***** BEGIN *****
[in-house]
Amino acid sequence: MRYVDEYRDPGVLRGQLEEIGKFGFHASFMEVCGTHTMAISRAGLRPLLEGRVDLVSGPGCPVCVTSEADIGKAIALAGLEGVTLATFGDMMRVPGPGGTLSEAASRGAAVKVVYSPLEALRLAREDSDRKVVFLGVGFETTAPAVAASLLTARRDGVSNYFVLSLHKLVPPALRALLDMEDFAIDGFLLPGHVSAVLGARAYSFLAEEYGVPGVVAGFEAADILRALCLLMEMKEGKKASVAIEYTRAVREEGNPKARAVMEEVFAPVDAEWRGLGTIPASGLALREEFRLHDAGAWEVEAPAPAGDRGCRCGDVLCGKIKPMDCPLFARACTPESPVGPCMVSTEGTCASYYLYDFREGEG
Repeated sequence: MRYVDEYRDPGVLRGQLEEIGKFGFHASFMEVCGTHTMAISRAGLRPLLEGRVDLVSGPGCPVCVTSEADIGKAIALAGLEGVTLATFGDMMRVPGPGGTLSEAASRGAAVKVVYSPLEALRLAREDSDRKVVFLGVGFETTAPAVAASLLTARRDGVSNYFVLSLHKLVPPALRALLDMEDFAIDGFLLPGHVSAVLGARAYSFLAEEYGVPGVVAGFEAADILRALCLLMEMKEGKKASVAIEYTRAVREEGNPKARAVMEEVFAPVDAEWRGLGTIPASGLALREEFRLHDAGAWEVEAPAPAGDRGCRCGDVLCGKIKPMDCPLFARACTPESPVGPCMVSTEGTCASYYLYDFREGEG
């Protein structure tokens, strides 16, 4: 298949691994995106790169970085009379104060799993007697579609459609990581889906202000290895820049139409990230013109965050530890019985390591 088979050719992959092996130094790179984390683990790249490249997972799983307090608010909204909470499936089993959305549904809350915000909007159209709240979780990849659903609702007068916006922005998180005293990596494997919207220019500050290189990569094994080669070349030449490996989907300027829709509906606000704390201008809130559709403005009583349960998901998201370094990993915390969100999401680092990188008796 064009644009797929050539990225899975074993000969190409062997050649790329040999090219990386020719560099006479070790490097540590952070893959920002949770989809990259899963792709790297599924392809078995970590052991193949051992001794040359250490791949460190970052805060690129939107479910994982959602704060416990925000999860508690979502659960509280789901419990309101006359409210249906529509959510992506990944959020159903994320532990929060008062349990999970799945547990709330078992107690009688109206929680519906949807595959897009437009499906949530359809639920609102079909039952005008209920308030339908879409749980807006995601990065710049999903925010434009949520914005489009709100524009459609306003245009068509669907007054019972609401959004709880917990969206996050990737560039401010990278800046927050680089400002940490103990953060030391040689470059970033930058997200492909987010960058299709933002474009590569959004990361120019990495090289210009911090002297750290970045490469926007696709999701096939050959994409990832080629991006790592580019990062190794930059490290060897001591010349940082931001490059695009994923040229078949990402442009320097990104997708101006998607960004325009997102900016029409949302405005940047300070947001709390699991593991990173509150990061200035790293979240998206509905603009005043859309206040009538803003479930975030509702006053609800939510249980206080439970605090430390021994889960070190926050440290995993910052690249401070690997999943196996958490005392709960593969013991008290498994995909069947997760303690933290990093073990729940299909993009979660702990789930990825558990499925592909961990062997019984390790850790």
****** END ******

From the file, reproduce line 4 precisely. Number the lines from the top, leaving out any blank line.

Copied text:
């Protein structure tokens, strides 16, 4: 298949691994995106790169970085009379104060799993007697579609459609990581889906202000290895820049139409990230013109965050530890019985390591 088979050719992959092996130094790179984390683990790249490249997972799983307090608010909204909470499936089993959305549904809350915000909007159209709240979780990849659903609702007068916006922005998180005293990596494997919207220019500050290189990569094994080669070349030449490996989907300027829709509906606000704390201008809130559709403005009583349960998901998201370094990993915390969100999401680092990188008796 064009644009797929050539990225899975074993000969190409062997050649790329040999090219990386020719560099006479070790490097540590952070893959920002949770989809990259899963792709790297599924392809078995970590052991193949051992001794040359250490791949460190970052805060690129939107479910994982959602704060416990925000999860508690979502659960509280789901419990309101006359409210249906529509959510992506990944959020159903994320532990929060008062349990999970799945547990709330078992107690009688109206929680519906949807595959897009437009499906949530359809639920609102079909039952005008209920308030339908879409749980807006995601990065710049999903925010434009949520914005489009709100524009459609306003245009068509669907007054019972609401959004709880917990969206996050990737560039401010990278800046927050680089400002940490103990953060030391040689470059970033930058997200492909987010960058299709933002474009590569959004990361120019990495090289210009911090002297750290970045490469926007696709999701096939050959994409990832080629991006790592580019990062190794930059490290060897001591010349940082931001490059695009994923040229078949990402442009320097990104997708101006998607960004325009997102900016029409949302405005940047300070947001709390699991593991990173509150990061200035790293979240998206509905603009005043859309206040009538803003479930975030509702006053609800939510249980206080439970605090430390021994889960070190926050440290995993910052690249401070690997999943196996958490005392709960593969013991008290498994995909069947997760303690933290990093073990729940299909993009979660702990789930990825558990499925592909961990062997019984390790850790």